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1/10

1/10

THE ISSUE

1/10 people will be displaced by 2050.

The Institute for Economics and Peace (IEP), projected that as many as 1.2 billion people around the world could be displaced by 2050. 

The global population currently stands at 7.8 billion. That number is expected to reach 10 billion by 2050, straining the world's already stretched natural resources. Source: UN Department of Economic and Social Affairs.

This print showcases 10 individuals that have lived experience of displacement and are friends of The Worldwide Tribe podcast. Every 10th portrait is highlighted in order to visually represent  how many people will be affected. 

This garment shines a light on this truly shocking statistic. Join us and learn from these wonderful individual’s stories - each one completely unique.

Listen to the podcast and their stories in episodes 1,2,5,6,8,9,11,12,13 and 19.

ITS IMPORTANCE

We are not prepared for displacement, especially not at such a large scale. 

The vast majority of those seeking safety do so in neighbouring countries, who may also be facing similar crises of conflict, resource, or climate change. Whilst neighbouring countries may be easier to reach, often resource scarcity or sudden increases in population density make the support available insufficient. 

It is the responsibility of wealthier nations to support those who have been displaced due to crises. However,  wealthier countries of the Global North (including the UK) are making it harder and harder to access their territories, which makes it increasingly difficult to claim asylum.  

This is because, in order to claim asylum, you must do so in the country itself, and by limiting the amount of people who physically get there, wealthy nations limit their responsibility.  

At the end of 2018, the country hosting the most refugees was Turkey – home to almost 3.7 million refugees. Other significant host countries for refugees were Pakistan (1.4 million), Uganda (1.2 million), Sudan (1.1 million), Iran (979,435) and Lebanon (949,666). 

According to the United Nations High Commissioner for Refugees (UNHCR), by the end of 2018 there were 126,720 refugees, 45,244 pending asylum cases and 125 stateless persons in the UK.

That’s around one quarter of a percent (0.26%) of the UK’s total population.

Source: Refugee Action. 

According to Amnesty International, there are 26 million refugees (those displaced that have crossed the border to another country) globally.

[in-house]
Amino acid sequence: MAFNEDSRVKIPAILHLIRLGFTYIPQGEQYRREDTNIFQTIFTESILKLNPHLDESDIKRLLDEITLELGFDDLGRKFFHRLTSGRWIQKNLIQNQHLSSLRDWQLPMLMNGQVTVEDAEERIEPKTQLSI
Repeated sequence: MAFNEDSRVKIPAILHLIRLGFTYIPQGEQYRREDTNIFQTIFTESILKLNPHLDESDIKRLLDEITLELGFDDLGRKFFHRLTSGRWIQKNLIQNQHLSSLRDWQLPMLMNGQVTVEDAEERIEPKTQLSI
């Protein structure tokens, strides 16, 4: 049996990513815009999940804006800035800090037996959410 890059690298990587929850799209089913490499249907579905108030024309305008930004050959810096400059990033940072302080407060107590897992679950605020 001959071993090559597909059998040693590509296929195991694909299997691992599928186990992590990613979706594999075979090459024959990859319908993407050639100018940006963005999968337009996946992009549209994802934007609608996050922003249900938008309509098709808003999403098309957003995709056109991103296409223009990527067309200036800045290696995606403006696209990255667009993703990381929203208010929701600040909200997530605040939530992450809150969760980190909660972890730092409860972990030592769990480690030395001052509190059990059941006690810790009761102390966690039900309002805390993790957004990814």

Half of these refugees are children. 

85% of refugees are being hosted in developing countries.

It’s time we started sharing what we have and providing systems that support displacement. The projections state that things are going to escalate, fast - the longer we wait to implement change, the harder it will become to adequately support those in need.  

As Refugee Action states: “We all share the right to seek safety”.

By listening to the stories behind the people in this print, you will gain a better understanding of what displaced people like Nhat-Anh, Awad, and Yusra, go through. You can then be more informed about the reasons behind displacement, and what is going on in the world. Reading a headline doesn’t quite have the same impact. 

Many of those featured in the podcast have fled extreme situations at a very young age, travelling vast distances and facing traumatic circumstances to survive. 

Although climate change will impact everyone, developing countries in the Global South will be hit the hardest.  

With rising temperatures, natural resources like drinking water are becoming more scarce in many of the countries that host refugees. With droughts, rising sea levels and drastic humidity changes, crops and livestock struggle. These conditions create even higher tensions and lead to more conflict, fueling the situation. 

It is severely unbalanced due to the fact that the developed nations that grew their economies by burning fossil fuels have contributed the most to climate change, with hugely disproportionate carbon emissions. 

During the COVID-19 pandemic, many people stayed in their homes exposed to extreme weather or conflict during disasters despite early warnings because of fear of infection. 

Disaster displacement figures were the highest in a decade. More than 98 percent of the 30.7 million people who were displaced in 2020 were the result of weather-related hazards such as storms and floods, and concentrated in East Asia, the Pacific and South Asia. Five countries accounted for more than 60 percent of the recently internally displaced people due to disasters: China (5.1 million), Philippines (4.4 million), Bangladesh (4.4 million), India (3.9 million) and the United States (1.7 million). Source Migration Data Portal.

HOW TO HELP

The actions we take day to day will have a huge impact on other people’s lives, especially with so much displacement by climate change.

It is our responsibility to take ownership of our impact and strive to not only create less mess, but a positive future - for those all around the world. 

Click here to find more everyday actions you can take to make a difference when it comes to climate change. Don’t stop there, see what changes you can make at work, as well as helping your loved ones to make these switches too. 

We must demand social change and a new way of thinking. Let’s be inclusive, not exclusive.

10% of the profits from this collection go to supporting the wonderful work of The Worldwide Tribe, who use film, photography and storytelling to raise awareness and in turn, support grassroots projects making a direct impact to people on the ground.

Talk about it. Word of mouth is powerful, so the next time someone compliments you on what you are wearing, tell them all about the cause - get rid of that awkward small talk.

Wear your heart on your sleeve, 

Gung Ho x 

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